So I have been experimenting with different drivetrains and I had a crazy idea. What if you had 8 motors arranged into a stop sign configuration. Like two x drives combined with one another. Could this work? I wouldn’t use it for competition since it would be a huge waste in motors, but I still want to make it anyways.
One reason I think it might not work is that since this is really just two x drives offset by 45 degrees, there may come issues of force. I know that x drive can at times be the square root of 2 times faster than your standard 4wd, but at other times it will be slower. If the two are offset in this way, could issues arise?
This can work and I’m pretty sure someone here has done it (or at least I know its come up a bunch).
You must slow down the not angled motors. My holonomic code plus some simple + code modulated by the difference between the angled motor speeds, in the X and Y direction respectively will probably work decently well.
Unfortunately you’ll never get that 40% power on the not angled back.
Yes, you are correct. When spinning in place, all 8 wheels should be driving at the same speed, but when driving forward/backward, the angled wheels at the “corners” would need to drive ~29% slower in order to cause the same net velocity vector as the wheels on the left and right sides. Similar for strafing left or right. However, when driving at a 45 degree diagonal, the opposite would be true. Because now, the wheels at the corners essentially become the wheels at the sides, and vice versa.
However, none of this is actually necessary, and you could simply drive all the wheels at the same speeds if you don’t care about some wheels being dragged along by the others.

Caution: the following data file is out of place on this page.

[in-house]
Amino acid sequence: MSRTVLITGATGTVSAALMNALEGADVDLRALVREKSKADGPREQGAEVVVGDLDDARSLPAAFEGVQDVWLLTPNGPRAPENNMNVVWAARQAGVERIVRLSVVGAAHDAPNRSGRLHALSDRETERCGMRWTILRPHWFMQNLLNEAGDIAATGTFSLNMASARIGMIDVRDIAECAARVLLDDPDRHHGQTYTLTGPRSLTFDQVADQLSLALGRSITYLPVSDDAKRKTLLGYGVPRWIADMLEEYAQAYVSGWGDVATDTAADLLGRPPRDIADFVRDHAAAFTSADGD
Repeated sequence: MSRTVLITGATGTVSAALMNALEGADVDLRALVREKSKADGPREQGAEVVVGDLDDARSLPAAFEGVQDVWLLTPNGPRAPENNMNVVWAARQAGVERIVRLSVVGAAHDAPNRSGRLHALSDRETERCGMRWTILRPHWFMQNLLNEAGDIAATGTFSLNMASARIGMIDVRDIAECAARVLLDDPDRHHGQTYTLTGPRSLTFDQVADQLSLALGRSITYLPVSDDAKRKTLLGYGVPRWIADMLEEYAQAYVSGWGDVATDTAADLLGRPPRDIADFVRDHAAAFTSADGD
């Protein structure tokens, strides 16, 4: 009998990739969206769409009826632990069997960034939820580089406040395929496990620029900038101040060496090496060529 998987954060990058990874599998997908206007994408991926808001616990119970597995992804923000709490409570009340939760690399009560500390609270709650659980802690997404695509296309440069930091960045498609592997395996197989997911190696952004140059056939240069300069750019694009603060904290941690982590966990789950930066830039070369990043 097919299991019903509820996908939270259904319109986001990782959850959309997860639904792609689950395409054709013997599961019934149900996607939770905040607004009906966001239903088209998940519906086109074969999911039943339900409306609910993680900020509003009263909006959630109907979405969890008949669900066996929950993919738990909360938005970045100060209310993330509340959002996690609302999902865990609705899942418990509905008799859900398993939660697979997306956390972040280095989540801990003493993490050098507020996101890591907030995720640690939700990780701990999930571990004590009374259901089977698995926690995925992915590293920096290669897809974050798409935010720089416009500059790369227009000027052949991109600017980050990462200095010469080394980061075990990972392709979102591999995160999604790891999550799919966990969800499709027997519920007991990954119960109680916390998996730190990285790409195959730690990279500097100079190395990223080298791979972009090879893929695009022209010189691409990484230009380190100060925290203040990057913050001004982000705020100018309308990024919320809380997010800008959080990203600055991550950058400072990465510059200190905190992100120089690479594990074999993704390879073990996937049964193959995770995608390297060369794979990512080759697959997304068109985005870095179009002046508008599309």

So would that really be an issue if the wheels are being dragged? Couldn’t that actually be an advantage and make it move slightly faster than if you reduced motor power? Also suppose the robot is moving a heavy load, wouldn’t that additional power help to get the job done?
No, I doubt it would actually cause much of a negative effect. Yes, obviously slowing down the motors through software is not desirable from a power standpoint. So yes, if you do plan to slow some motors to prevent other wheels from being dragged along, you may wish to have a toggle to disable that feature to be able to use maximum motor power.
I think you’d be better off power and speed wise to just double up an X drive’s motors.
The corner wheels are approximately 1.4 times faster, and have 0.7 times the power. Because you’d have to divide the power supplied to the corner wheels by 1.4 to get them to go the same speed as the wheels facing straight, they are now at 0.5 of the power (0.7 already reduced power/1.4 to match the speed of the wheels facing straight). There are four corner wheels adding up to 2 forward facing wheels of power, plus 2 more motors of power from your front facing wheels, making for the equivalent of 4 forward facing motors of power. The speed, because the corner wheels were slowed down to match the forward facing ones, is the speed of a normal base.
If, however, you use all 8 motors on the corners, you have 0.7 times the equivalent forward power on each motor, meaning 1.4 times the power on each wheel because two motors per wheel. Multiply that by four wheels and you have 5.6 times the power of a single forward facing motor, the equivalent of 1.6 extra motors relative to the stop sign, and without sacrificing speed.